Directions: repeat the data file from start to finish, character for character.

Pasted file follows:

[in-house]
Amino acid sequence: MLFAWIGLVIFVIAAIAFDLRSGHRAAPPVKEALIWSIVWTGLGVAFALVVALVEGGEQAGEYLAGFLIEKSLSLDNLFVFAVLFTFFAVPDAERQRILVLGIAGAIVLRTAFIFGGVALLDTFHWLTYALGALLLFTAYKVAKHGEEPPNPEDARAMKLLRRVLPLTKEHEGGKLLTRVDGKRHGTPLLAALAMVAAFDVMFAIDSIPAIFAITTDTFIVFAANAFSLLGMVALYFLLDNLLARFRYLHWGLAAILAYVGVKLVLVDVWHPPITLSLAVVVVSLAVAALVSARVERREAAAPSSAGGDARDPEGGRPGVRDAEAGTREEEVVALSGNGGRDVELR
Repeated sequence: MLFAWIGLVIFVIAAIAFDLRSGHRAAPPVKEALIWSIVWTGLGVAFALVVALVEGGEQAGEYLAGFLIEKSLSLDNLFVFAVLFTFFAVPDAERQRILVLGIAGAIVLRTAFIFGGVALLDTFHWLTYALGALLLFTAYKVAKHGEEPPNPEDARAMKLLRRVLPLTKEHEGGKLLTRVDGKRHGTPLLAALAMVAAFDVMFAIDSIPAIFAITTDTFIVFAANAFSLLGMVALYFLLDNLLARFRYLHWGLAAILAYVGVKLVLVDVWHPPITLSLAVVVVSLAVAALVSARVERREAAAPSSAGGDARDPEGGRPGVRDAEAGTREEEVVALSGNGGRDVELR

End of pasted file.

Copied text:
[in-house]
Amino acid sequence: MLFAWIGLVIFVIAAIAFDLRSGHRAAPPVKEALIWSIVWTGLGVAFALVVALVEGGEQAGEYLAGFLIEKSLSLDNLFVFAVLFTFFAVPDAERQRILVLGIAGAIVLRTAFIFGGVALLDTFHWLTYALGALLLFTAYKVAKHGEEPPNPEDARAMKLLRRVLPLTKEHEGGKLLTRVDGKRHGTPLLAALAMVAAFDVMFAIDSIPAIFAITTDTFIVFAANAFSLLGMVALYFLLDNLLARFRYLHWGLAAILAYVGVKLVLVDVWHPPITLSLAVVVVSLAVAALVSARVERREAAAPSSAGGDARDPEGGRPGVRDAEAGTREEEVVALSGNGGRDVELR
Repeated sequence: MLFAWIGLVIFVIAAIAFDLRSGHRAAPPVKEALIWSIVWTGLGVAFALVVALVEGGEQAGEYLAGFLIEKSLSLDNLFVFAVLFTFFAVPDAERQRILVLGIAGAIVLRTAFIFGGVALLDTFHWLTYALGALLLFTAYKVAKHGEEPPNPEDARAMKLLRRVLPLTKEHEGGKLLTRVDGKRHGTPLLAALAMVAAFDVMFAIDSIPAIFAITTDTFIVFAANAFSLLGMVALYFLLDNLLARFRYLHWGLAAILAYVGVKLVLVDVWHPPITLSLAVVVVSLAVAALVSARVERREAAAPSSAGGDARDPEGGRPGVRDAEAGTREEEVVALSGNGGRDVELR